Stuart C. Mowbray
Anne Bentley, curator at the Massachusetts Historical Society, said that in her business, it’s rare to come by an artifact with such historical importance that it raises the eyebrows of industry colleagues and gets them to circulate e-mails with the word “WOOHOO” written in all capital letters.
But Bentley recently had her moment.
The organization announced this week that it acquired the Civil War sword that Colonel Robert Gould Shaw — the white commanding officer of the 54th Massachusetts infantry, the North’s first regiment composed of only black enlisted soldiers — bravely clutched in his hand until he was killed in battle by enemy troops.
“Put it this way,” Bentley said, “as a curator, if you’re lucky, once in a lifetime something this significant crosses your desk. This is my once-in-a-lifetime [moment].”
The sword will be put on display at the society’s headquarters in Boston on July 18, more than 150 years after Shaw died as he led the regiment into battle at Fort Wagner, near Charleston, S.C. It will be housed in a gallery along with other items tied to the legacy of Shaw and the regiment, including letters the colonel wrote.
Bentley said the precise whereabouts of the sword, stolen from Shaw’s body shortly after he was killed during what’s known as a pivotal point in the war, have long been a mystery to historians and Civil War buffs.
But in March, three great-grandchildren of Susanna Shaw Minturn, Shaw’s sister, discovered the sword in an attic as they cleaned out the family home.
By April, Shaw’s descendants reached out to the historical society about the rare item, having recognized Shaw’s initials engraved on the sword, and gave it to the organization. The family has donated other materials related to Shaw in the past.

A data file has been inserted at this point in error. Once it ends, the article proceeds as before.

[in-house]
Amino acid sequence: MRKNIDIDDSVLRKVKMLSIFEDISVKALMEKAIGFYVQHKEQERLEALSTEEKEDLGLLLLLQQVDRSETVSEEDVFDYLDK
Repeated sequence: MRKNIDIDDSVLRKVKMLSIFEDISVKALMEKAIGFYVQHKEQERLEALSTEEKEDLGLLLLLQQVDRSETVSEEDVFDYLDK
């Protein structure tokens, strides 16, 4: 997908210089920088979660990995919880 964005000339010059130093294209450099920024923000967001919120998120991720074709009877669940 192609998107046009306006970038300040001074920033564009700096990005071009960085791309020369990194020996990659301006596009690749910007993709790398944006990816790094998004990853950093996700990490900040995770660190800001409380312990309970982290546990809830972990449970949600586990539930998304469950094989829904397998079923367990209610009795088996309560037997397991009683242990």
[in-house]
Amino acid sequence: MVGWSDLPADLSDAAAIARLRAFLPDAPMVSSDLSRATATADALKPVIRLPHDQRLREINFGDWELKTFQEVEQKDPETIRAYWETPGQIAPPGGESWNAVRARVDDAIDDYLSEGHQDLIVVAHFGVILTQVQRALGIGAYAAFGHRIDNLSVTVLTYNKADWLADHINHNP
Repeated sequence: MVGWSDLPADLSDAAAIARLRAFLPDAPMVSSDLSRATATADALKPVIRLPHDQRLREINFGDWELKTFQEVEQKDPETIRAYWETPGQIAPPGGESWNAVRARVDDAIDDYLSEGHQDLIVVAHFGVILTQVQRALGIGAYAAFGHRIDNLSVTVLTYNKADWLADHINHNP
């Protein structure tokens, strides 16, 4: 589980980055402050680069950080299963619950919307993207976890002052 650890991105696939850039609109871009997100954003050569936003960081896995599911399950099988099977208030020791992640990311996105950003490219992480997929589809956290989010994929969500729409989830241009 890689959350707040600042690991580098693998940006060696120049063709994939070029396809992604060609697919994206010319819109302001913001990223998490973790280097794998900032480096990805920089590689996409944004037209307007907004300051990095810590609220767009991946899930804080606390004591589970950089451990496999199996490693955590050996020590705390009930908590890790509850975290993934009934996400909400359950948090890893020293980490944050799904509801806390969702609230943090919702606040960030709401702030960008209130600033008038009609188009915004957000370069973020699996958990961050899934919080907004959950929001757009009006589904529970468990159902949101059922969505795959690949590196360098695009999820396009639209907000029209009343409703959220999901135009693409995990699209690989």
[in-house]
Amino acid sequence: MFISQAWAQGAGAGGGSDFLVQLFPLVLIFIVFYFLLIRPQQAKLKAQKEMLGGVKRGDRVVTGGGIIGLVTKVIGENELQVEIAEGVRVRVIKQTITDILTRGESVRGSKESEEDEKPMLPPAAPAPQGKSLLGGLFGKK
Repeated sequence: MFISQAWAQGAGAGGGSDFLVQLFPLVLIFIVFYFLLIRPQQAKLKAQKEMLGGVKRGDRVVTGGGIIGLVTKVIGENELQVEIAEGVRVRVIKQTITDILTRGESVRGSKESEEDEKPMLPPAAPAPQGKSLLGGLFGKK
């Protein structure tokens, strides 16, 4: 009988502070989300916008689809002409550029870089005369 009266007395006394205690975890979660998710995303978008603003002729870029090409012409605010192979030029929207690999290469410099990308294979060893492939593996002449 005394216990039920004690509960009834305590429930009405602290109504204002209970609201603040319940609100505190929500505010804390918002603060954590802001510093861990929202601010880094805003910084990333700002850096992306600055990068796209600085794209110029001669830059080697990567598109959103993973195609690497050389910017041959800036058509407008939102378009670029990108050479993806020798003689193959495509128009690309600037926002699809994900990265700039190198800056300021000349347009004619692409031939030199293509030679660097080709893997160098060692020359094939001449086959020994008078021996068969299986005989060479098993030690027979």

“To have located ‘the holy grail of Civil War swords’ is a remarkable discovery,” Dennis Fiori, president of the historical society, said in a statement.
Fiori said through meticulous research, headed by Bentley and staff from the society, they were able to piece together a detailed timeline of what happened to the sword and confirm its authenticity, tracing its roots all the way back to England, where it was forged.
The historical society described the journey of Shaw’s sword from the battlefield to their personal collection of Civil War items as a “detective story filled with plot twists and ‘ah-ha’ moments” — but one that proved to be worth the long wait.
“It’s now in a public collection where it can be shown and we can lend it to other museums, so it will not be lost to the public ever again, we hope,” Bentley said. “It’s a hugely symbolic piece. Everybody wanted to be the one to find it.”
Boston is home to a memorial dedicated to Shaw, the son of abolitionists, and to the heroic group of black soldiers he stood alongside in battle.
The bronze tribute is located across from the State House on Beacon Hill. It depicts Shaw riding a horse as he holds a replica of the famous sword by his side. The memorial was unveiled in 1897 and was created by artist Augustus Saint-Gaudens, according to the National Park Service’s website.
The story of the regiment was retold in the Oscar-winning movie “Glory” in 1989. The film starred Denzel Washington, Morgan Freeman, and Matthew Broderick, who played Shaw.
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